Me: What the hell is that thing?

Him: Well, you said the nurse told me to just tape a plastic sandwich baggie over the site so it would stay dry until she got here.

I will spare you the details of what the nurse actually said, what I told him, and his unique interpretation. When our very sweet home health nurse arrived and I told her about the garbage bag skirt we all had a good laugh. The belly wound is looking better today and that is all that matters.  

Nurse Cindy and Garbage Bag Man

Not to end on a down note, but there may have been some confusion yesterday regarding the pathology report. Yes, the surgery went well and Jim is a good candidate for chemo, but nothing has changed. There is no cure for metastatic colon cancer that has spread to multiple organs. The best case scenario is that chemo buys time. We will move forward with treatment, eyes wide open, pragmatic in our decision-making. We share our experiences as a means to help ourselves as well as those who know and care about us. Jim has made it very clear to all of his medical team that we are not “chasing rainbows,” as he puts it.

For today, it is enough that healing from major surgery continues. Since Jim is tolerating a wider variety of foods well, he got a BLT for lunch. Bacon makes everything in life better.

Bye Bye Beardie, Bye Bye

  Jimmy models his lovely beard for all to see!

It has been two weeks to the day since I have had surgery to rid my body of a large nasty tumor.  There were many instructions from the hospital on that day.  The most intriguing to me was the request not to shave. Since I was to be on blood thinners it could complicate things if I knicked myself.  These instructions were held in place for my entire stay.   That would give me a six day head start on a beard, a “safe haven” from spousal nagging.  Hooray!!  

Once we got home I shared my enthusiasm regarding my 6 day beard with Lee and it was remarkable how well she stifled her excitement.  Over the past week Friends remarked how “Hemingway-ish” I looked.  Then I looked in the mirror and all I saw the old man and the sea. What?  I’m in the desert, not the ocean, and I’m not an old man.  Really, I’m not!  So this morning off with the beard.  Yes, this looks familiar.  Although my bride wasn’t quite gushing, I could tell she approved. 
   Not a hair on my chinny chin chin!

This afternoon we visited with my surgeon.  She reaffirmed her initial evaluation that the remaining colon shows no signs of cancer.  The pathology report showed cancer in only 1 of the 19 lymph nodes.  From what she observed and the state of my general health, she is confident I will have good results with chemo. She removed the JP drain ( yeah!!!), but noticed signs of infection in the main incision. She cleaned it out and prescribed  some antibiotics. I will have a home nurse change the dressing every day until I return to the surgeon next week. Yippie Skippie!  

An Outing for Jimmy

    

For the first time in nearly two weeks little Jimmy enjoyed a purely social outing. Yippie!!  Lee and I enjoyed the Quail Creek Fine Arts Club meeting on Friday. It was fun to visit with our art friends and discuss their new projects.   My recovery from the surgery continues in a positive progression. Pain is now under control and subsiding and my guts starting to come around.  We have a meeting with the surgeon on Monday afternoon.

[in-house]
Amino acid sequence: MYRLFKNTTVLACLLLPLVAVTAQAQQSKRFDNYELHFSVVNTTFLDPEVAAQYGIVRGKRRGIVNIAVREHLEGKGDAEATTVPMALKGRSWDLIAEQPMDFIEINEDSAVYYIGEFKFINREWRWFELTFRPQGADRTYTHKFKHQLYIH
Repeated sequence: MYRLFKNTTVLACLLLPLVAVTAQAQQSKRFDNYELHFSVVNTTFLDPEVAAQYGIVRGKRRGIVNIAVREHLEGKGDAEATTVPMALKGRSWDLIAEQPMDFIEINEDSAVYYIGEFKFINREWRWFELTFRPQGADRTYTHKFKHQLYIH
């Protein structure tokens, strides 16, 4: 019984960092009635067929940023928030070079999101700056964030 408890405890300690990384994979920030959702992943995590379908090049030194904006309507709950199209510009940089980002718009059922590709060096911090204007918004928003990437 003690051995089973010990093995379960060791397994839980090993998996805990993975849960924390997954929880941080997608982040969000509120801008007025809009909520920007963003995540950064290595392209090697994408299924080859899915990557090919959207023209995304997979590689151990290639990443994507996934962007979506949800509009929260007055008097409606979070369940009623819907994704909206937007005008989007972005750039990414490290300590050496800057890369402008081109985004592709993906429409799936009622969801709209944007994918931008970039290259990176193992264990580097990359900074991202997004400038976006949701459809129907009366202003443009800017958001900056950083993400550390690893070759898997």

In the meantime my mission is to soak up the beautiful sunshine and enjoy all the goodies designed to enhance my waistline.  

 

A Room With a View

The 1986 Merchant/Ivory film adaptation of E.M. Forester’s 1908 novel remains to this day, one of my favorite romantic movies. The room the title refers to is in Florence, Italy overlooking the Arno River. 

In the spring of 1998, Jim and I visited the south of France, Monaco and a heavenly slice of Italy that included Florence and the surrounding medieval hill towns. We’d been dating for a year and a half.
In Tuscany we feasted on wild boar, porcini mushrooms and all of the “B” wines. Brunello. Barberesco. Barolo. We toured Florence in a horse drawn carriage and walked across the Arno River on the city’s oldest bridge, the Ponte Vecchio. Although there have been shops on this bridge since the thirteenth century, since 1593 only goldsmiths and jewelers have been allowed to ply their trade there. In a tiny shop on the Ponte Vecchio, Jim bought me a beautiful souvenir. A gold ring set with a sapphire and four small diamonds. A ring I have worn every day since.
Not long after this dreamy vacation I discovered at the ripe old age of thirty-six that I had breast cancer. A year later, after surgery, chemo, and radiation treatments, Jim and I got married in the Napa Valley with a weekend-long celebration of “life, love and gluttony” as our rather unusual wedding invites declared.
In one way or another cancer has been part of our lives for a long time. Imagine the courage of a man who asks a bald-headed lady to be his bride? That’s Jim. Now that Jim is in the cancer hot seat, that courage and tensile strength is more apparent to me than ever.
Recently, our neighbors Buzz and Pat invited us to meet Buzz’s brother, the artist William Berra. Their home is filled with Bill Berra’s sublime, luminous paintings. While he has painted landscapes and figurative subjects throughout the world, Italy remains one of his favorite places to paint.
Today, we accepted the temporary loan of one of Bill Berra’s paintings. We’ve set up a special nest in the guest room for Jim to recover from surgery. From the bed where he has been snoozing he now has a magnificent Berra painting of the Arno River and the Ponte Vecchio. 
Thank you, Buzz Berra, Pat Newport and of course, the artist William Berra, for Jim’s new room with a view.